Your Home In Their Hands has the strutting, pouting, preening Celia Sawyer as its host. Hostess might be more to the point as on first appearance, she looks as if she might show you to your table in a Las Vegas strip club.
Friday night saw Cheryl picking her six girls for judges houses, to say it was like a rollercoaster is an understatement. In fact I think a rollercoaster is less stressful. Thankfully though, Team Midas' Lola Saunders made judges houses, along with Lauren, Stephanie, Emily, Kerrianne and Chloe Jasmin.
When I found out ITV were releasing a DVD of their new drama series Chasing Shadows, I rolled my eyes (having seen 60 whole seconds of the show the week before). However, I was curious to give it a look from the start, not least because it stars three of my favourite actors, Alex Kingston, Reece Shearsmith and Noel Clarke.
The good news is that the judges aren't changing. Len, Bruno and Darcy have all had their contracts renewed. Fortunately, so too has Craig Revel Horwood. Darling, it would have been a disaster if he hadn't returned.
I've made my complaint known - via Twitter, via Facebook and via the BBC online complaints system - and I've written this blog. BUT the damage is done. Nothing is going to be able to take away their careless portrayal of EGID to the 5 million who watched Holby City on Tuesday night.
Britain's Got Talent and The X Factor are regularly accused of blurring the lines of reality. It's widely reported that auditioning acts are known to the production team before they take to the stage and make their all-important first impression.
For the showstopper, or should I say, choux-stopper (totally copyrighting that pun), our brave, baking adventurers must make two dozen éclairs; twelve of one flavour and twelve of another. Kate, Luis and Chetna all decide to flavour their choux pastry, with Kate adding Greek basil to the dough that will form the base to her lemon meringue éclairs.
In a market where you can watch television wherever you want, content is the real differentiator. People flock to different channels or platforms because they have the latest episode of the new top series - or their catalogue contains their favourite old programme.
Essex finally landed tonight in the shape of Lottie Lou, thankfully for all our ears, it didn't last long. The same applied to Carly Cunningham. Deary, deary me, where is the talent? This was painful and crowd made themselves heard.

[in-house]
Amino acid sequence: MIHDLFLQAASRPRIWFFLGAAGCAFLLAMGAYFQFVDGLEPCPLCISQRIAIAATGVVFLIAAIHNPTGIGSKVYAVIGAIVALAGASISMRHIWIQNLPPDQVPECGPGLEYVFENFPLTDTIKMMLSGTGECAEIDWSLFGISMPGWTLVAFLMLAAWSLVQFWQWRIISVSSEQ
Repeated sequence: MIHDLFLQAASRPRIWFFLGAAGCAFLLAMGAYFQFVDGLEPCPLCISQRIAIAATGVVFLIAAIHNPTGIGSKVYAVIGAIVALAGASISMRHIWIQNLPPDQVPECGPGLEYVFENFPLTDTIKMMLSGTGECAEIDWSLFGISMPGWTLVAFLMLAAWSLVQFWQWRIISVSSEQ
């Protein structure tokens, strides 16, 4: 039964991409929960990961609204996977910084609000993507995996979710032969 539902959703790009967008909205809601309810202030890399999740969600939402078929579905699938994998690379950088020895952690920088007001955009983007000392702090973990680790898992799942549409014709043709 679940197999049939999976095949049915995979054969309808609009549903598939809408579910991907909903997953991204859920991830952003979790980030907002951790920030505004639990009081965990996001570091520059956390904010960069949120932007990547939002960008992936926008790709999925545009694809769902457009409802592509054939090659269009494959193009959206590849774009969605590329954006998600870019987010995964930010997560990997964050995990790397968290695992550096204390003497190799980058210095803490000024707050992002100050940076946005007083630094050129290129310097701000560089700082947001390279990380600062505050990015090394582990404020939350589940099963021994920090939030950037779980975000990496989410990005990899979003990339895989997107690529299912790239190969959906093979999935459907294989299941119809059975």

It's frantic at the end - some pies are burnt, some pies are under-done, and Norman's apparently put an entire field of lavender into his meringue, but who's going home? In fact, with Diana out of the picture, is anyone going home?
With exception of Sonia who earned a nursing degree, there's a dearth of higher education, which is odd considering all the universities in real London, including the East End. Sure, in the early years, Michelle went to college, as did her well-schooled roommate Rachel.
The World cup is a distant memory, the nights are starting to draw in and for most, (sorry Scotland) the return to school is imminent. This can only mean one thing, the return of the one, the only, The X Factor.
Kellie's been open about her public declaration of her new identity, admitting she was pushed to speak to the media after a journalist discovered "the story" - so why has she chosen to continue being in front of the cameras, when it's plainly obvious to viewers that she still has a number of personal, emotional issues to work through?
The most interesting thing in the world is people. And, talking about interesting, which we were, and people, which we are, there is a peculiar juxtaposition in two TV series currently on air.
Bread week in the Bake Off tent means an array of yawnsome "rise to the challenge" puns and half the episode spent fretting over proving draws. The third episode of season five begins with the signature challenge of a dozen identical rye rolls (not "wry rolls", as I originally thought).
After 50 minutes or so flying, Hitadipa is in sight. It's located at the bottom of a narrow valley and due to its location, makes for a dramatic approach. It requires pilots to descend deep into the narrow valley in order to ensure they can land at the very beginning of what is a short and usually slippery grass airstrip.